Pressure is growing over conflict killings in which informers are implicated after the Office of the Police Ombudsman was accused of consistently protecting those involved.
A vigil was held on Tuesday for Sunday World journalist Martin O’Hagan (pictured), who was killed by a loyalist murder gang, believed to have included informers.
Mr O’Hagan was shot dead while walking to his Lurgan home with his wife, Marie, on September 28, 2001. At the time, the then British Direct Ruler John Reid, said it was a `barbaric’ killing and vowed that those responsible would be tracked down. Instead, almost nothing was done.
Former colleagues, friends and supporters of the well known journalist gathered outside the offices of the Police Ombudsman on Tuesday to protest on the anniversary.
From a republican background, Mr O’Hagan served seven years in the 1970s for his role in the Official IRA campaign in the Lurgan area, before turning to journalism. He became a high profile reporter on the activities of loyalist paramilitary groups over many years.
Despite receiving threats, Mr O’Hagan continued to live in the town of Lurgan until he was assassinated by a Loyalist Volunteer Force gang in brutal circumstances.
The names of his alleged killers began to circulate almost immediately, and it was clear that some were informers who had connections to both the RUC police and the British Army. Four men appeared in court over Mr O’Hagan’s killing in 2008, but they denied involvement and the charges were dropped two years later with no further murder prosecutions ever following.
Robin Wilson, chairman of the NUJ in Belfast, voiced concern at the vigil that no-one has been brought to justice for the murder.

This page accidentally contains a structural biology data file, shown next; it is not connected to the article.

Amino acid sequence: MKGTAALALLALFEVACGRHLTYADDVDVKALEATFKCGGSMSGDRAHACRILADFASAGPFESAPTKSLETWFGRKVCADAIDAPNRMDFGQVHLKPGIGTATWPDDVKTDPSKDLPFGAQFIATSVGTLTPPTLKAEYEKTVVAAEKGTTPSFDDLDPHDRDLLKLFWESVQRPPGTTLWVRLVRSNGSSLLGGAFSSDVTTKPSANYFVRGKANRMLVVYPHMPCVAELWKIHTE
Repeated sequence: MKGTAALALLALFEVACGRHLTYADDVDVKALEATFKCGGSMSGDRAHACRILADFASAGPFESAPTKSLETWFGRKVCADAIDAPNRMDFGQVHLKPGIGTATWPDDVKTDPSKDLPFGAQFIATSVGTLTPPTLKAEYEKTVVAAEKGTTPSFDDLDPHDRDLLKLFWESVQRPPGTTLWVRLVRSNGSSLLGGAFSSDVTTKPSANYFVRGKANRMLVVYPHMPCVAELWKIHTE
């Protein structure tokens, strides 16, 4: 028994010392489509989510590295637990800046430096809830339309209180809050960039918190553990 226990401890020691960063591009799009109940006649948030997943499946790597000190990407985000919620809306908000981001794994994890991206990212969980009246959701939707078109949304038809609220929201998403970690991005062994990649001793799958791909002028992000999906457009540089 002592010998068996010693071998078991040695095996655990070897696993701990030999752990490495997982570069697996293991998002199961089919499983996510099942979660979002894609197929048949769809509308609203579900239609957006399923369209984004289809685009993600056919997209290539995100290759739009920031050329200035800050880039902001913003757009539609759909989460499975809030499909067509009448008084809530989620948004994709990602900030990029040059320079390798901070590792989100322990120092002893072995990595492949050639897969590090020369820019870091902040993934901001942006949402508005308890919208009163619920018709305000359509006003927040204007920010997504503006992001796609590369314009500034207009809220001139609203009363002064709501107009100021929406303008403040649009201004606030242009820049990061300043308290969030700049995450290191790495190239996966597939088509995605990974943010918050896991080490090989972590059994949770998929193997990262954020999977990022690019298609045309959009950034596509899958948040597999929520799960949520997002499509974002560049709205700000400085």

“To us that’s unconscionable in itself, that kind of investigative inertia,” he said.
“But also it sends a hugely worrying signal because impunity just breeds contempt for the law.”
Unionists are also now beginning to ask questions in relation to informers after details emerged of how a Police Ombudsman’s report covered up details of a British agent believed to have been working inside the IRA.
The details about the informer are contained in a leaked document which first surfaced in 2017. It concerns a 1992 IRA attack on the RUC involving new technology. An RUC woman, Colleen McMurray, died after the vehicle she was travelling in was struck by a rocket fired in Newry, County Armagh.
The case has echoes of the Loughinisland cover-up in which leaked documents revealed that the Police Ombudsman had protected British agents involved in an infamous massacre of innocent Catholics in 1994.
Britain’s operation of double agents in the 1980s and 1990s, the so-called ‘dirty war’, is riddled with cases which have never been investigated or seen repeated delays blamed on procedure or paperwork.
The McMurray family this week described the latest revelation as pointing to an attempt by the Ombudsman to protect the reputation of high-ranking politicians.
“This type of collusion will not be allowed to be investigated, as investigative leads may lead to Stormont and the destabilisation of government and therefore is not in the national interests,” they said.